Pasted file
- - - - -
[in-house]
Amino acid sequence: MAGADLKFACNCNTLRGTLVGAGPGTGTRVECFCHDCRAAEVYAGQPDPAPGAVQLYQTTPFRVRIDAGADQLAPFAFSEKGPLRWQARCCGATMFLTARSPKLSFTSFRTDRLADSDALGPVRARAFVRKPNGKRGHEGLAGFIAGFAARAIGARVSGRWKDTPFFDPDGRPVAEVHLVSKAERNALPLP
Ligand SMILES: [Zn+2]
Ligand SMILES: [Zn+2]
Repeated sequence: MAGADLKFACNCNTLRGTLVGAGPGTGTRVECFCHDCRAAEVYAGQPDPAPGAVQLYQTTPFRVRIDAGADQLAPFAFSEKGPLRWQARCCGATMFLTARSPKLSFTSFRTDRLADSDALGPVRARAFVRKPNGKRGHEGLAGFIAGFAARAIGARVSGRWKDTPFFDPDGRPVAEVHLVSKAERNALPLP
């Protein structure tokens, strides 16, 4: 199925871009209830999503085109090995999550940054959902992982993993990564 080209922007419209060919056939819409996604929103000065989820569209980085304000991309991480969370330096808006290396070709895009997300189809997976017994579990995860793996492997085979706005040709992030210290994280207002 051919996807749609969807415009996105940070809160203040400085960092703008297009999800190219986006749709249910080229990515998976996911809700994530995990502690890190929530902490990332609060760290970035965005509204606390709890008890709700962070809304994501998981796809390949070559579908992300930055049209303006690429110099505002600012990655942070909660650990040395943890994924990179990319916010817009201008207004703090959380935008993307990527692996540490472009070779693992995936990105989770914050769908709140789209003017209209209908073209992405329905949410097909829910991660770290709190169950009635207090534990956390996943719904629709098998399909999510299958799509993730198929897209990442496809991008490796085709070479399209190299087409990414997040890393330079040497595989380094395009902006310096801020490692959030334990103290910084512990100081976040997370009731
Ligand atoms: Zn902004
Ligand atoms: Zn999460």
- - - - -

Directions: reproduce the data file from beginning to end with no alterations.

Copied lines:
[in-house]
Amino acid sequence: MAGADLKFACNCNTLRGTLVGAGPGTGTRVECFCHDCRAAEVYAGQPDPAPGAVQLYQTTPFRVRIDAGADQLAPFAFSEKGPLRWQARCCGATMFLTARSPKLSFTSFRTDRLADSDALGPVRARAFVRKPNGKRGHEGLAGFIAGFAARAIGARVSGRWKDTPFFDPDGRPVAEVHLVSKAERNALPLP
Ligand SMILES: [Zn+2]
Ligand SMILES: [Zn+2]
Repeated sequence: MAGADLKFACNCNTLRGTLVGAGPGTGTRVECFCHDCRAAEVYAGQPDPAPGAVQLYQTTPFRVRIDAGADQLAPFAFSEKGPLRWQARCCGATMFLTARSPKLSFTSFRTDRLADSDALGPVRARAFVRKPNGKRGHEGLAGFIAGFAARAIGARVSGRWKDTPFFDPDGRPVAEVHLVSKAERNALPLP
């Protein structure tokens, strides 16, 4: 199925871009209830999503085109090995999550940054959902992982993993990564 080209922007419209060919056939819409996604929103000065989820569209980085304000991309991480969370330096808006290396070709895009997300189809997976017994579990995860793996492997085979706005040709992030210290994280207002 051919996807749609969807415009996105940070809160203040400085960092703008297009999800190219986006749709249910080229990515998976996911809700994530995990502690890190929530902490990332609060760290970035965005509204606390709890008890709700962070809304994501998981796809390949070559579908992300930055049209303006690429110099505002600012990655942070909660650990040395943890994924990179990319916010817009201008207004703090959380935008993307990527692996540490472009070779693992995936990105989770914050769908709140789209003017209209209908073209992405329905949410097909829910991660770290709190169950009635207090534990956390996943719904629709098998399909999510299958799509993730198929897209990442496809991008490796085709070479399209190299087409990414997040890393330079040497595989380094395009902006310096801020490692959030334990103290910084512990100081976040997370009731
Ligand atoms: Zn902004
Ligand atoms: Zn999460």